A total of 129 countries and territories have adopted a “Programme of Work” laying out a process for reaching a new global agreement for taxing multinational enterprises, the Organisation for Economic Co-operation and Development (OECD) said on Friday.
The roadmap aims to resolve the tax challenges arising from digitalisation of the economy.
The Programme of Work will explore the technical issues to be resolved through two main pillars.
The first pillar will explore potential solutions for determining where tax should be paid and on what basis (“nexus”), as well as what portion of profits could or should be taxed in the jurisdictions where clients or users are located (“profit allocation”).
The second pillar will explore the design of a system to ensure that multinational enterprises – in the digital economy and beyond – pay a minimum level of tax.
This pillar would provide countries with a new tool to protect their tax base from profit shifting to low/no-tax jurisdictions, and is intended to address the remaining issues identified by the OECD/G20 Framework on Base Erosion and Profit Shifting (BEPS) initiative.
According to a report in RTE.ie, companies like Google, Facebook and Amazon are able to cut tax bills by booking profits in low-tax countries no matter where the end customer is.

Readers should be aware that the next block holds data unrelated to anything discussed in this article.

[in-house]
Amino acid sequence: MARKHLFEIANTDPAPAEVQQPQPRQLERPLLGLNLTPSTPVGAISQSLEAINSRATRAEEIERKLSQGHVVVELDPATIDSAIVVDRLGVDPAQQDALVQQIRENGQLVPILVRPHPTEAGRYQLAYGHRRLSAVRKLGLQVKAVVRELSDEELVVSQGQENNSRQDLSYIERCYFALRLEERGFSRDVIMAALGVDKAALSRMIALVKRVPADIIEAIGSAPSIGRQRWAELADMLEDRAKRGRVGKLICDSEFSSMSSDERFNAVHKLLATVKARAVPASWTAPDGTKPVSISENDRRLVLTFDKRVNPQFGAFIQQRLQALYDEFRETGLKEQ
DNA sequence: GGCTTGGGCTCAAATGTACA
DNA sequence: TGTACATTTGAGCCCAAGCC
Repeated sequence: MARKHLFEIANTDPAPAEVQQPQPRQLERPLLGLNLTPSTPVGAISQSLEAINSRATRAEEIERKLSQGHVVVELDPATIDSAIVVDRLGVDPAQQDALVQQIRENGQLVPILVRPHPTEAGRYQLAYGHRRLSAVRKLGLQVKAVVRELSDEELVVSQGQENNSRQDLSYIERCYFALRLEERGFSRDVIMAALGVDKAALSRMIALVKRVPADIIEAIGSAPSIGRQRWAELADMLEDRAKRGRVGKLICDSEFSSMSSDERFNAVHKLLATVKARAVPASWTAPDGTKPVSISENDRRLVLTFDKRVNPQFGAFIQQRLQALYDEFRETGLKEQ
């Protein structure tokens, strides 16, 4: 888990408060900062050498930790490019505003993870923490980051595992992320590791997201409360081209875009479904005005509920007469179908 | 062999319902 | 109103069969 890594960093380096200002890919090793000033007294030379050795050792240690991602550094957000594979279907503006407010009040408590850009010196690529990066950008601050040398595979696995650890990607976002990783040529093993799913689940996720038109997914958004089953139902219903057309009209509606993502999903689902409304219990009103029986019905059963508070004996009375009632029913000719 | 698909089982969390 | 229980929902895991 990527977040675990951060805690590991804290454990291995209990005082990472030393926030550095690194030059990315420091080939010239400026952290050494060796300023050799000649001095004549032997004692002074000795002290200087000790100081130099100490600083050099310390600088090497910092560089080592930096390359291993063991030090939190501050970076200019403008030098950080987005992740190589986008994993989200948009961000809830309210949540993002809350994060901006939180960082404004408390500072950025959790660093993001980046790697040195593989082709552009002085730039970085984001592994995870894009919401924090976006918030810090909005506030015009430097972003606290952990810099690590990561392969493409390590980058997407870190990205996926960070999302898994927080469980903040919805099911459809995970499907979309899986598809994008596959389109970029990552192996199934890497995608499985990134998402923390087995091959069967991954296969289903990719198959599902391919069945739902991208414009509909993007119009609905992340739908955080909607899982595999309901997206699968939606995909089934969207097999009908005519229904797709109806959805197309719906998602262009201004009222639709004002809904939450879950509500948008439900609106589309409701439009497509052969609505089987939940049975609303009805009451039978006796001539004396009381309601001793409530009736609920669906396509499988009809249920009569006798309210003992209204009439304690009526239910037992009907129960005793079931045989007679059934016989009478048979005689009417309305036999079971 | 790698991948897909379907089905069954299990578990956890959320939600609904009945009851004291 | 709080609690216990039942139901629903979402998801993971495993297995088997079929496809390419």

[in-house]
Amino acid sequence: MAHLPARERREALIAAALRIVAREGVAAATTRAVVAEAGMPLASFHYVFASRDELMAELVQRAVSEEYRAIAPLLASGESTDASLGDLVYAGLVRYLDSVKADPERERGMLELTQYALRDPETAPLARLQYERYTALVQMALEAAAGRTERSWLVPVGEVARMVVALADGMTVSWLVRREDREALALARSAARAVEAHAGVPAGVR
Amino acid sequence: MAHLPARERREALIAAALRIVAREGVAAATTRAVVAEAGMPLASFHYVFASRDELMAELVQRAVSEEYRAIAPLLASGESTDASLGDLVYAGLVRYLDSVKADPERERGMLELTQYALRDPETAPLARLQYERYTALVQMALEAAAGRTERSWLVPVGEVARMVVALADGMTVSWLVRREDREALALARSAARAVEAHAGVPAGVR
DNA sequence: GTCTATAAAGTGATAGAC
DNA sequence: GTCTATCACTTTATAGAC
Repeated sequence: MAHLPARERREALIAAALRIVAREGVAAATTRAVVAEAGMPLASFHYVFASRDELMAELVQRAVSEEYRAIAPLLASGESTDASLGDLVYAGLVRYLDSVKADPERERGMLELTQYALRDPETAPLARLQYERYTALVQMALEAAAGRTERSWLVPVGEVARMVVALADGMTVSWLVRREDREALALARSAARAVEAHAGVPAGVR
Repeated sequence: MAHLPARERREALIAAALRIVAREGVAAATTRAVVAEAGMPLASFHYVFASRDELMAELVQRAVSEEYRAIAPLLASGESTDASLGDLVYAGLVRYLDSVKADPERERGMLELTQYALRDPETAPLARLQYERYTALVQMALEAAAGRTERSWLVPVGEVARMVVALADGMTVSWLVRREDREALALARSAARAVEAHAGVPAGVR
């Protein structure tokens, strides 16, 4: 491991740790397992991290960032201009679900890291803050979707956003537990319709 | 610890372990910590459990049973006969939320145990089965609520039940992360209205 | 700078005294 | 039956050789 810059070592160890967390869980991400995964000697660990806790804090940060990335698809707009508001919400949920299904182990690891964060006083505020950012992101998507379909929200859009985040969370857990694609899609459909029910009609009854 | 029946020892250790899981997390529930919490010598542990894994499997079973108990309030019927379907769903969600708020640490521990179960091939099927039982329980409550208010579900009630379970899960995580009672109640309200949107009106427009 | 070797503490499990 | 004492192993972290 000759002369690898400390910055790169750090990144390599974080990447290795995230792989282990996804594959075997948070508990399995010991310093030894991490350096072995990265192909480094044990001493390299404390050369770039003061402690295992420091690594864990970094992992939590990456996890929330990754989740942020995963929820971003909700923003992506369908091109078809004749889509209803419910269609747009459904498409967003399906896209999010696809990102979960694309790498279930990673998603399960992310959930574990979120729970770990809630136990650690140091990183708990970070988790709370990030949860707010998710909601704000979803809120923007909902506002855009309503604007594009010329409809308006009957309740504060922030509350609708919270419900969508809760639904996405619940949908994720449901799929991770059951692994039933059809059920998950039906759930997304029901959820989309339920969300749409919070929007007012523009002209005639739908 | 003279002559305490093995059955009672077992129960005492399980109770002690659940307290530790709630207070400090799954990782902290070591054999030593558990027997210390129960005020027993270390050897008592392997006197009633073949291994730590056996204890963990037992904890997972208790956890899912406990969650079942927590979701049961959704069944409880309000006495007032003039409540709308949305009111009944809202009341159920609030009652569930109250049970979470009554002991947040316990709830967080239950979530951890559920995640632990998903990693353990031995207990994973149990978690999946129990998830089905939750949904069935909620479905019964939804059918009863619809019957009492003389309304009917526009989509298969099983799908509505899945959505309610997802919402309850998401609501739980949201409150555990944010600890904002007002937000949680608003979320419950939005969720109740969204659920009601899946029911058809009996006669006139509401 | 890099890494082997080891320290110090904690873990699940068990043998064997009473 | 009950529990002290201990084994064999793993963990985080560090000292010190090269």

In 2015 the OECD estimated revenue losses from BEPS of up to $240 billion, equivalent to 10 per cent of global corporate tax revenues.
OECD created the “Inclusive Forum” to co-ordinate international measures to fight BEPS and improve the international tax rules.
“Important progress has been made through the adoption of this new Programme of Work, but there is still a tremendous amount of work to do as we seek to reach, by the end of 2020, a unified long-term solution to the tax challenges posed by digitalisation of the economy,” OECD Secretary-General Angel Gurria said in a statement.
“Today’s broad agreement on the technical roadmap must be followed by a strong political support toward a solution that maintains, reinforces and improves the international tax system. The health of all our economies depends on it,” Gurria added.
The document, which calls for intensifying international discussions around two main pillars, was released on Friday, but it will be presented by the OECD Secretary-General to G20 Finance Ministers for endorsement during their June 8-9 ministerial meeting in Fukuoka, Japan. (IANS)